The COVID-19 pandemic has limited people's activities in many ways, and has forced the cancellation and postponement of events around the world.

But for Chinese students wishing to attend universities in Japan, entrance exams don't wait, so preparation continues nonstop this winter while they endeavor to protect themselves from the virus.

Coach Academy, based in the Shin-Okubo area of Tokyo, has about 4,000 registered Chinese students taking various courses. As the largest academy of its kind, it also has branch schools in Kyoto, Osaka and six Chinese cities including Shanghai and Xian.

"Countries compete in the world rankings in terms of the brand of their universities," said Yang Ge, president of the academy. "Before the coronavirus pandemic, the United States was by far the top destination for Chinese students."

But the fast spread of the virus and outgoing U.S. President Donald Trump's hardline stance toward China have led to a slight fall in the number of Chinese students studying in the United States, Yang said.

"Japan has accepted more foreign students than ever before but needs to improve the quality of education further," he said in a recent interview.

Studying abroad has long been an option for Chinese students, partly because competition to get into the top universities in China is so fierce and the reputation of the school from which they have graduated matters a great deal in job hunting.

Graduates of the most prestigious Chinese universities, such as Peking University and Tsinghua University, get paid more than those who have graduated from other schools.

In Japan, starting salaries are basically the same whether students graduate from the most prestigious universities or less well regarded institutions.

"Studying abroad opens the door to personal growth but will not automatically get students jobs when they graduate. They have to have something that shines," Yang said.

Yang, a graduate of Nagoya University, spent his childhood in Okinawa and went to high school in Shenzhen, in southern China, before coming back to Japan for his college education.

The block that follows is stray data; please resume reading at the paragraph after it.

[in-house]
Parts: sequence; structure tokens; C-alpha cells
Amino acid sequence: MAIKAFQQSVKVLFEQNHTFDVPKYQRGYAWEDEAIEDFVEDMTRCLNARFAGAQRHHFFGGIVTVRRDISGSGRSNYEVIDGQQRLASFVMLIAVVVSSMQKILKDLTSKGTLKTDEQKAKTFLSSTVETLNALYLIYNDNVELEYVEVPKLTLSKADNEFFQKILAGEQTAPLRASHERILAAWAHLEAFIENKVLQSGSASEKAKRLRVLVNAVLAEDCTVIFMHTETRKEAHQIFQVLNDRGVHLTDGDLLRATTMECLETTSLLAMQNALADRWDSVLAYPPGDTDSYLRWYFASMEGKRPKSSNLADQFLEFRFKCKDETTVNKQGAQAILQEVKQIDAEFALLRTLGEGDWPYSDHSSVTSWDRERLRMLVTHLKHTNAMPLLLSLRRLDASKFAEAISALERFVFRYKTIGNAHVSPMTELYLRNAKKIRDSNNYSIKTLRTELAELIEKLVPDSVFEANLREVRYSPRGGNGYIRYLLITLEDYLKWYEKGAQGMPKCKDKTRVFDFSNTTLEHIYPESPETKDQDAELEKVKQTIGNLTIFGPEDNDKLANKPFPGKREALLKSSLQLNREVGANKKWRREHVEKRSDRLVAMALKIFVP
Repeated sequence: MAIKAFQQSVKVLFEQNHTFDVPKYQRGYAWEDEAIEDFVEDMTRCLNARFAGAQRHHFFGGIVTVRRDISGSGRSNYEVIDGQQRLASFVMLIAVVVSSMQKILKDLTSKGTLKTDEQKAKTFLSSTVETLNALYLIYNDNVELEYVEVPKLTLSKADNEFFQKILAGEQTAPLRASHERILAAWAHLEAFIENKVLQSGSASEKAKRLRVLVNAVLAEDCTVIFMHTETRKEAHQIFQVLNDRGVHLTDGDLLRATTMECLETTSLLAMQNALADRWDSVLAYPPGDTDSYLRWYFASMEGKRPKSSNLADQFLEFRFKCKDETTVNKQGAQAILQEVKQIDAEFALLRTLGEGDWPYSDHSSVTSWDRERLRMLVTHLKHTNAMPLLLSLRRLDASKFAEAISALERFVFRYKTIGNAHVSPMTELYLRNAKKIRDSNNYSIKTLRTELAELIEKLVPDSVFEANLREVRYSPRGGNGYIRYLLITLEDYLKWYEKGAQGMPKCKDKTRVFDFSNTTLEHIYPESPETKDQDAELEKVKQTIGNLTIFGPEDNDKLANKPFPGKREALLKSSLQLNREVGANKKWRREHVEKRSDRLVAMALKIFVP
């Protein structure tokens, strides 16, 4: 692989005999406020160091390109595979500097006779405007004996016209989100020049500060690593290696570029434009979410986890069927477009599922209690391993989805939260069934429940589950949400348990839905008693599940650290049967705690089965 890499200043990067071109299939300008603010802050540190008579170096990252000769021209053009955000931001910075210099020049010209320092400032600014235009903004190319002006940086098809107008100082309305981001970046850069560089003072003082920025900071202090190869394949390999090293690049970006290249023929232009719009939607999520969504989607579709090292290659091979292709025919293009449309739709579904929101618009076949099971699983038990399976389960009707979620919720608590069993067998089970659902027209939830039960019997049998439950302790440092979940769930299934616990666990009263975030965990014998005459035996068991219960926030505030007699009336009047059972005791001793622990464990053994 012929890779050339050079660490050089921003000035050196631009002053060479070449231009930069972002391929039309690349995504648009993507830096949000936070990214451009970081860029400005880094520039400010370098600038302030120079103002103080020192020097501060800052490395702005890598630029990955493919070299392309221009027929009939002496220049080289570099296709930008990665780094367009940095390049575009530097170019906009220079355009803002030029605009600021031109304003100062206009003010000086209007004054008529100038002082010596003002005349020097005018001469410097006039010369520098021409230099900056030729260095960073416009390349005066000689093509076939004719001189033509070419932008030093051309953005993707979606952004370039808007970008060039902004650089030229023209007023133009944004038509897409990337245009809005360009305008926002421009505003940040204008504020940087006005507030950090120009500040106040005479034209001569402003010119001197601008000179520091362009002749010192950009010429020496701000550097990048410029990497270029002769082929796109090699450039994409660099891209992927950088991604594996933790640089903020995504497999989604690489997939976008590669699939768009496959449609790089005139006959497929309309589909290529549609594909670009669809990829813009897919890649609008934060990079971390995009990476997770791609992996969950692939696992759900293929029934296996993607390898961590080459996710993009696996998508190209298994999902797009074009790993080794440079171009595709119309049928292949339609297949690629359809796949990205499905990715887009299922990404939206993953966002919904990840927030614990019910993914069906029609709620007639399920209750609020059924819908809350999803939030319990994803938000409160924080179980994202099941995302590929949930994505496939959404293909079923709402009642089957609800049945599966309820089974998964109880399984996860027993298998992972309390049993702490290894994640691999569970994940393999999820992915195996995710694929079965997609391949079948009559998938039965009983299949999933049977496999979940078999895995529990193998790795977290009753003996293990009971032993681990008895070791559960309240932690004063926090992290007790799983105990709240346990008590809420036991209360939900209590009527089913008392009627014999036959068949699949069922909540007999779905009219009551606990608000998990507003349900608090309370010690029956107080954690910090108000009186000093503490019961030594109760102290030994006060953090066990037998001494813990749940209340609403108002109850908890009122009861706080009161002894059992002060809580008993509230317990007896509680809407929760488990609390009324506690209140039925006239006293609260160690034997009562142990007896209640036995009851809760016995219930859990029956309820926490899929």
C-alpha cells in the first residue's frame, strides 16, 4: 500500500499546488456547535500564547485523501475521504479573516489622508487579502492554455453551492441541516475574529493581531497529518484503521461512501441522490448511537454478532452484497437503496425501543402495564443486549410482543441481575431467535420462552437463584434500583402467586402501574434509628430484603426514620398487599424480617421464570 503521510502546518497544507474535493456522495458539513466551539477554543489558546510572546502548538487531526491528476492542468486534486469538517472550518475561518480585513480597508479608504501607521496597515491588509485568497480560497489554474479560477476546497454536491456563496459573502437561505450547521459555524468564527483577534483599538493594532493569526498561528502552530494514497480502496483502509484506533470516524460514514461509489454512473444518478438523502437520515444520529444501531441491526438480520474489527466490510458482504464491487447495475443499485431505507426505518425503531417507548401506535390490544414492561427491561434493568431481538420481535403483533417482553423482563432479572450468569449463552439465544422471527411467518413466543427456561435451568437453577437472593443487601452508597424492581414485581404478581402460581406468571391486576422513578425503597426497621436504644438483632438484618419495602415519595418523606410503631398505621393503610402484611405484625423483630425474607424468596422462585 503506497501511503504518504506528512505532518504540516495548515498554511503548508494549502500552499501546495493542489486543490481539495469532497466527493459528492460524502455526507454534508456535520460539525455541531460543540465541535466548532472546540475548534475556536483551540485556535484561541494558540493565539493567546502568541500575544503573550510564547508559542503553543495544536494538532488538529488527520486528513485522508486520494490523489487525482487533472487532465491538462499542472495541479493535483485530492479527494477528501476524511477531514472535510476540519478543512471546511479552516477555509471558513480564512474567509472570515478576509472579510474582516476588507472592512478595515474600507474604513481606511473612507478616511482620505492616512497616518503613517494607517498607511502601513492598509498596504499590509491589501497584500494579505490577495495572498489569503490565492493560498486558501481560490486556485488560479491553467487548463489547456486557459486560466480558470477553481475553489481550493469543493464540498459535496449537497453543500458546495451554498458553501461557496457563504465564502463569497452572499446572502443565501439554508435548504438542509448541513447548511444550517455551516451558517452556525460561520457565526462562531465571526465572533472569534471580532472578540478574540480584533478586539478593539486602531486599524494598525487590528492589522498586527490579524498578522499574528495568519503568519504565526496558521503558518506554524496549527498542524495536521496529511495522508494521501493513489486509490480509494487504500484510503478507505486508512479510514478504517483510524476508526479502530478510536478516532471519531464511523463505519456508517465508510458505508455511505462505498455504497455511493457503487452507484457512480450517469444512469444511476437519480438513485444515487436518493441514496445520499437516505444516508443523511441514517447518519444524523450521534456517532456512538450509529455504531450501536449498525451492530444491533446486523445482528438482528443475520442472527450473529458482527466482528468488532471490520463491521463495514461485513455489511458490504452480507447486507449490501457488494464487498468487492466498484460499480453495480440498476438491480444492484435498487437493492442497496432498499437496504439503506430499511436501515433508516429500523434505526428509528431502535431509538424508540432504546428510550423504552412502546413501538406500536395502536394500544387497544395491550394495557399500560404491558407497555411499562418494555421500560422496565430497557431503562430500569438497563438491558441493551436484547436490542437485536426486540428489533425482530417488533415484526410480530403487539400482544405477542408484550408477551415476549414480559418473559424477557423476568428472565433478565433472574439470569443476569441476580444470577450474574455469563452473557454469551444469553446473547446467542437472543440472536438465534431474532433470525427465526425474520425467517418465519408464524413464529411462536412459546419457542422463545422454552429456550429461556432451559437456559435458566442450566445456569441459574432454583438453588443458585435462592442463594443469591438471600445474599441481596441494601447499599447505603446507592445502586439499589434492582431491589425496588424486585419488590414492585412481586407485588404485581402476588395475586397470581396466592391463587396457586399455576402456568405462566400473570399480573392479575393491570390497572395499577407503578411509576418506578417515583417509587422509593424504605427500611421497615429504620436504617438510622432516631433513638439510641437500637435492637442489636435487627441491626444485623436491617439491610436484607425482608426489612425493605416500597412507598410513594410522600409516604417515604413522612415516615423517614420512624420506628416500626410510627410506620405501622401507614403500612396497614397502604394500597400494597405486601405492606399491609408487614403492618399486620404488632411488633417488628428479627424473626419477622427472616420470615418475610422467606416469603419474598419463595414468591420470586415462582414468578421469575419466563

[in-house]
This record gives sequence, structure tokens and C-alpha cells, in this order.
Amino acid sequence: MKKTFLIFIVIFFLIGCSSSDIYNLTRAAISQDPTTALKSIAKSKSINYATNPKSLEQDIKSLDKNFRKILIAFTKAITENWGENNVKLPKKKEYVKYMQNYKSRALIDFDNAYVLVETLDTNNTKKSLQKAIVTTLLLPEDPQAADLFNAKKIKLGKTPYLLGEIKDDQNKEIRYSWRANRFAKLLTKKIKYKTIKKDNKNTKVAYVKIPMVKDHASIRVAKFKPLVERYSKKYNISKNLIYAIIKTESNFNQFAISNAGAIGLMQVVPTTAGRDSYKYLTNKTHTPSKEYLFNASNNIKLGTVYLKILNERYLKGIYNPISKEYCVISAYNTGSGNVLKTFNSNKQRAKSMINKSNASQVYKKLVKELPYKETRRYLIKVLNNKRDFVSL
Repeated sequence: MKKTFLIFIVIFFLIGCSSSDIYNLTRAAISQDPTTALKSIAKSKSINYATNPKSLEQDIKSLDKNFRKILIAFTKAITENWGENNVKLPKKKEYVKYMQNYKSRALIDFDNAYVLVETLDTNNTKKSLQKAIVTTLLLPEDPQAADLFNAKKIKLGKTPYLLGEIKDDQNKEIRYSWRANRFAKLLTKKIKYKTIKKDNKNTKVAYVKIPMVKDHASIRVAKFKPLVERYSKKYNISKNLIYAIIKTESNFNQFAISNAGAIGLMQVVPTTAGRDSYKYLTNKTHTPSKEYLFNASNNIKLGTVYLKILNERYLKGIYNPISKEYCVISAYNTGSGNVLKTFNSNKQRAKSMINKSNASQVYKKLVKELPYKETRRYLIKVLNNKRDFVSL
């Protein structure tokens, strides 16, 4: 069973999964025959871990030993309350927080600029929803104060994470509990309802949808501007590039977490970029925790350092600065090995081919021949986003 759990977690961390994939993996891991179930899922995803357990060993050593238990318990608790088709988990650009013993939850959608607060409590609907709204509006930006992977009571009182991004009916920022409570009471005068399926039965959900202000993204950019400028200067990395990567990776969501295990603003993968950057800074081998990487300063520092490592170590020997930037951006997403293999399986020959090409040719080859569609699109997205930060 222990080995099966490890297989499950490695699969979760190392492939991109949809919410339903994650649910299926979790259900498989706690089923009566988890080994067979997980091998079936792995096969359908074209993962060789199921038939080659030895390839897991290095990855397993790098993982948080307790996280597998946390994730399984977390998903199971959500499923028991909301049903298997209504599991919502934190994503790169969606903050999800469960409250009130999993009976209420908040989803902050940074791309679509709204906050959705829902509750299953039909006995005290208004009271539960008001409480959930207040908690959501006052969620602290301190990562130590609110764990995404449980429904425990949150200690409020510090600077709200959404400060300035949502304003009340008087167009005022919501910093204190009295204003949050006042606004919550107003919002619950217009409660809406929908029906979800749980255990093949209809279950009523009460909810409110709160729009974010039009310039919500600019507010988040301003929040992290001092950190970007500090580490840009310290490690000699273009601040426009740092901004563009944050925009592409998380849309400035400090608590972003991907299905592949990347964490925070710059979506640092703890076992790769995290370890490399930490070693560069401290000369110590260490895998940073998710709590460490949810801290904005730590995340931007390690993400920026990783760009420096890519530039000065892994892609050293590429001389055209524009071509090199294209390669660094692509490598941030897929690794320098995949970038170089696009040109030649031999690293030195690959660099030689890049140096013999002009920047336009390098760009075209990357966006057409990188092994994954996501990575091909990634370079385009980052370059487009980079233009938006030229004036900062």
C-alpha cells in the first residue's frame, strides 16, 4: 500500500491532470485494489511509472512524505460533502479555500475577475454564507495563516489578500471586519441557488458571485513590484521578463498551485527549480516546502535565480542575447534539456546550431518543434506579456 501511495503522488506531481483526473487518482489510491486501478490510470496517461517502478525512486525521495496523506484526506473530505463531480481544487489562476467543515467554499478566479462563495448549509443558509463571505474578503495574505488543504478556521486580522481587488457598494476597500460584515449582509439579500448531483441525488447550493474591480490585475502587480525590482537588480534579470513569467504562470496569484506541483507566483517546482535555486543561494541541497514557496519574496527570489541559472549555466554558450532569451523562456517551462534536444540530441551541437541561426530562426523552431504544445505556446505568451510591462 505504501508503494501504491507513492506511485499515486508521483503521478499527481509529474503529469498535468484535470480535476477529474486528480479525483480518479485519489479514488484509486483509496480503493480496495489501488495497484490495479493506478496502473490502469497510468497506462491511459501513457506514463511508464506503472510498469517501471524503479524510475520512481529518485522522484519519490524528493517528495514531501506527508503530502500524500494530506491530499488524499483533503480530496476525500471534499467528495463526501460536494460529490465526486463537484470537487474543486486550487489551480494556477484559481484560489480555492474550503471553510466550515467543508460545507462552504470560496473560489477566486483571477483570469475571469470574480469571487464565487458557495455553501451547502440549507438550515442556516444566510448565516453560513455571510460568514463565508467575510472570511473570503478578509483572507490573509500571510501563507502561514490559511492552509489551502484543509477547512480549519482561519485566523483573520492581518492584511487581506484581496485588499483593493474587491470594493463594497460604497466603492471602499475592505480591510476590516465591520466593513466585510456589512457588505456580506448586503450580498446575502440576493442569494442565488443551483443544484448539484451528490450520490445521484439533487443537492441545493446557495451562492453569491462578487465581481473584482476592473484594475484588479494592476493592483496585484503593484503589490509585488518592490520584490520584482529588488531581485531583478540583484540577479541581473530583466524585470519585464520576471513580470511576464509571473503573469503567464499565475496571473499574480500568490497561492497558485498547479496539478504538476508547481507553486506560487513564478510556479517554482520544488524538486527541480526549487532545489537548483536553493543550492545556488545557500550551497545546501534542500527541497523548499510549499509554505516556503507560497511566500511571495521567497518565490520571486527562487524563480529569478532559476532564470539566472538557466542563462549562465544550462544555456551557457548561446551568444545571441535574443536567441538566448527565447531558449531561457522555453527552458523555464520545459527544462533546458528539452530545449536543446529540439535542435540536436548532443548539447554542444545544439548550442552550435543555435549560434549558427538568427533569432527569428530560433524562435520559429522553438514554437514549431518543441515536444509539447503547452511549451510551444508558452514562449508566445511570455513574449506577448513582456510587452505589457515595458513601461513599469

He established Coach Academy in 2008 when he was a university student. The academy started with about 20 students, and the number continued to grow in line with the sharp rise in Coach students passing entrance exams at highly regarded universities.

The academy added a program in 2013 for those taking graduate school exams. It also offers lessons in the Japanese language, as students take entrance exams in Japanese.

Last year, 36 students attending the academy passed the University of Tokyo's exam, 152 students passed the exam for Waseda University and 98 passed the Keio University exam.

Yuan Kangle, a 19-year-old male student from Taiyuan, Shanxi Province, who is attending the academy has already passed Waseda's exam and is now preparing for other top universities.

His love of Japanese animation has helped Yuan, who plans to major in physics, improve his language level and make many friends in Japan.

"There were some tough times when I first came over here last July," Yuan said. "My high school in China had a dormitory, so I was able to concentrate on my studies. Here I have to do other things such as the laundry, but things have gotten so much better."

Qian Xiaohong, a 31-year-old employee of a Japanese company, is also taking classes at Coach Academy with the aim of being accepted by Waseda's Graduate School of Business and Finance.

Qian, who hails from Zhejiang Province, has been working in Japan for five years and aims to hold a managerial position at a Japanese company operating in China in the future.

"Creating application documents and essay writing are the hardest parts for me in the preparation process," she said. "I hope to apply what I learn in graduate school to work."

Japan has fallen behind the U.S. and U.K. as a popular destination for Chinese students because English is more familiar to most Chinese than the Japanese language.

Japan is attempting to bring in more foreign students but its efforts have not been enough, compared with those of the U.S. and U.K., experts on education have said.

Experts also say the start of Japan's school year in April, when cherry blossoms bloom, has also made it harder for students in China, Europe and North America — whose school years begin in September after breaks during the summer — to come to Japan.

The education ministry's latest available data shows the number of foreign students in Japan stood at 312,214 on May 1, 2019, up 4.4% from a year earlier.

Chinese students topped the list, at 124,436, accounting for 40% of the total and up 8.3% from a year earlier.

"Japan needs to step up efforts to have more foreign students for its future, so that universities can maintain their finances and companies can maintain their workforce," said Yang of Coach Academy, referring to concern over the country's rapidly graying society.

"We have to feel a sense of urgency when the number drops," Yang added. "It is so important to take in foreign students. Our academy hopes to help students make a great contribution to Japanese society. We want to serve as a measure to see how serious each student is about living in Japan and learning new things."

In a time of both misinformation and too much information, quality journalism is more crucial than ever.
By subscribing, you can help us get the story right.